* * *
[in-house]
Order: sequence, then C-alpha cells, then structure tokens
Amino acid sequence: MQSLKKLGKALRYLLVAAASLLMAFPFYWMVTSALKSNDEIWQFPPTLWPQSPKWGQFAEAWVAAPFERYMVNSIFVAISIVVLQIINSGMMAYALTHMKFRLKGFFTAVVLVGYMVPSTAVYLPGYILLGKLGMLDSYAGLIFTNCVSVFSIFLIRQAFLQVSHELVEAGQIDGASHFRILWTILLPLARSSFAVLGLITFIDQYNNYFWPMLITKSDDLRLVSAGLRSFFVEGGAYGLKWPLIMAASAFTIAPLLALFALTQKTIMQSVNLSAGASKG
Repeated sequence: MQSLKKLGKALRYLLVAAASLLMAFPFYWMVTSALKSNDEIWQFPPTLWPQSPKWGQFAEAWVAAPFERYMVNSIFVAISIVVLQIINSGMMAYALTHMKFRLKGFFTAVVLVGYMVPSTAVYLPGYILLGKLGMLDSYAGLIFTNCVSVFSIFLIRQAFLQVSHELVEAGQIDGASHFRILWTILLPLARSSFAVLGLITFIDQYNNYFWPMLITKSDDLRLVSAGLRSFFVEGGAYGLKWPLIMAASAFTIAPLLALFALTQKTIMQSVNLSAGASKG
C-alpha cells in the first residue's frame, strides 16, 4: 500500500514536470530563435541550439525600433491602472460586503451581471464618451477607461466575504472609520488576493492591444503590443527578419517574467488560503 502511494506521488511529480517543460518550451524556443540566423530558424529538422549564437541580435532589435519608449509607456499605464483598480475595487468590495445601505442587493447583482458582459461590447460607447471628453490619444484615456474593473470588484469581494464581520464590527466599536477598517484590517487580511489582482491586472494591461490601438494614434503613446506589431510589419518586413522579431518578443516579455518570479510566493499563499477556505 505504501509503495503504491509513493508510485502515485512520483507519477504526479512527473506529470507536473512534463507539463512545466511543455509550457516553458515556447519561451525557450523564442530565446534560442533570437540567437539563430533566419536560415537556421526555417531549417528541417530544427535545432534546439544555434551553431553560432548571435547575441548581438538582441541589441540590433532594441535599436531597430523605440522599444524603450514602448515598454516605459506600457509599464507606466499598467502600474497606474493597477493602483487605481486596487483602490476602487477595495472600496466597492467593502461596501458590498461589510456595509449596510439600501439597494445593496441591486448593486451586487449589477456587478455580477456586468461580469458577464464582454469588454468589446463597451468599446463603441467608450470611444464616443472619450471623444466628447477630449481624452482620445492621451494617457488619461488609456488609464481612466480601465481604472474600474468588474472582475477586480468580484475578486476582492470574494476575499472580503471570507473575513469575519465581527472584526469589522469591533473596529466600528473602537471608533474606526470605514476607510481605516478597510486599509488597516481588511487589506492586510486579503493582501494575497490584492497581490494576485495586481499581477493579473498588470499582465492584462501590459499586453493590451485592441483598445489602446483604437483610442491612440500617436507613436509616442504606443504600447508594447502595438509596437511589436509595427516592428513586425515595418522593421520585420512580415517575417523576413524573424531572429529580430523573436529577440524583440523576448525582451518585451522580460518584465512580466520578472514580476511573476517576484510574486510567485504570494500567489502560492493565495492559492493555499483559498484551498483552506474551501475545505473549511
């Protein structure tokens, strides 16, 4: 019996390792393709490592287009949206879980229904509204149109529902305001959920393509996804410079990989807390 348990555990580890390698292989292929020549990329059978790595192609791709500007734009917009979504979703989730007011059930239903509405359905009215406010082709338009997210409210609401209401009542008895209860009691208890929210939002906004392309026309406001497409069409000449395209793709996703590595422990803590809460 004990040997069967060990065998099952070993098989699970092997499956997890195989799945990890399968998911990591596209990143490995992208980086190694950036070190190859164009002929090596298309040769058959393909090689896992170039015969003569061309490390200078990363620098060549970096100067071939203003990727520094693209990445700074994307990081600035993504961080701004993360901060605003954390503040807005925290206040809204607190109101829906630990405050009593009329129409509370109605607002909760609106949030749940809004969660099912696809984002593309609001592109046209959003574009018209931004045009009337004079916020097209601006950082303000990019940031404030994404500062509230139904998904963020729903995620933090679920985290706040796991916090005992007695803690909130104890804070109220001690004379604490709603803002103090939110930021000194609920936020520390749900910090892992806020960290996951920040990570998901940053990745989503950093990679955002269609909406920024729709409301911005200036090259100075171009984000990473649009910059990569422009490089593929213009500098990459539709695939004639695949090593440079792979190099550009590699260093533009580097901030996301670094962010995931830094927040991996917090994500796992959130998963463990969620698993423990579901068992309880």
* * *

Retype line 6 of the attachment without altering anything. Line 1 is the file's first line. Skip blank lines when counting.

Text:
């Protein structure tokens, strides 16, 4: 019996390792393709490592287009949206879980229904509204149109529902305001959920393509996804410079990989807390 348990555990580890390698292989292929020549990329059978790595192609791709500007734009917009979504979703989730007011059930239903509405359905009215406010082709338009997210409210609401209401009542008895209860009691208890929210939002906004392309026309406001497409069409000449395209793709996703590595422990803590809460 004990040997069967060990065998099952070993098989699970092997499956997890195989799945990890399968998911990591596209990143490995992208980086190694950036070190190859164009002929090596298309040769058959393909090689896992170039015969003569061309490390200078990363620098060549970096100067071939203003990727520094693209990445700074994307990081600035993504961080701004993360901060605003954390503040807005925290206040809204607190109101829906630990405050009593009329129409509370109605607002909760609106949030749940809004969660099912696809984002593309609001592109046209959003574009018209931004045009009337004079916020097209601006950082303000990019940031404030994404500062509230139904998904963020729903995620933090679920985290706040796991916090005992007695803690909130104890804070109220001690004379604490709603803002103090939110930021000194609920936020520390749900910090892992806020960290996951920040990570998901940053990745989503950093990679955002269609909406920024729709409301911005200036090259100075171009984000990473649009910059990569422009490089593929213009500098990459539709695939004639695949090593440079792979190099550009590699260093533009580097901030996301670094962010995931830094927040991996917090994500796992959130998963463990969620698993423990579901068992309880």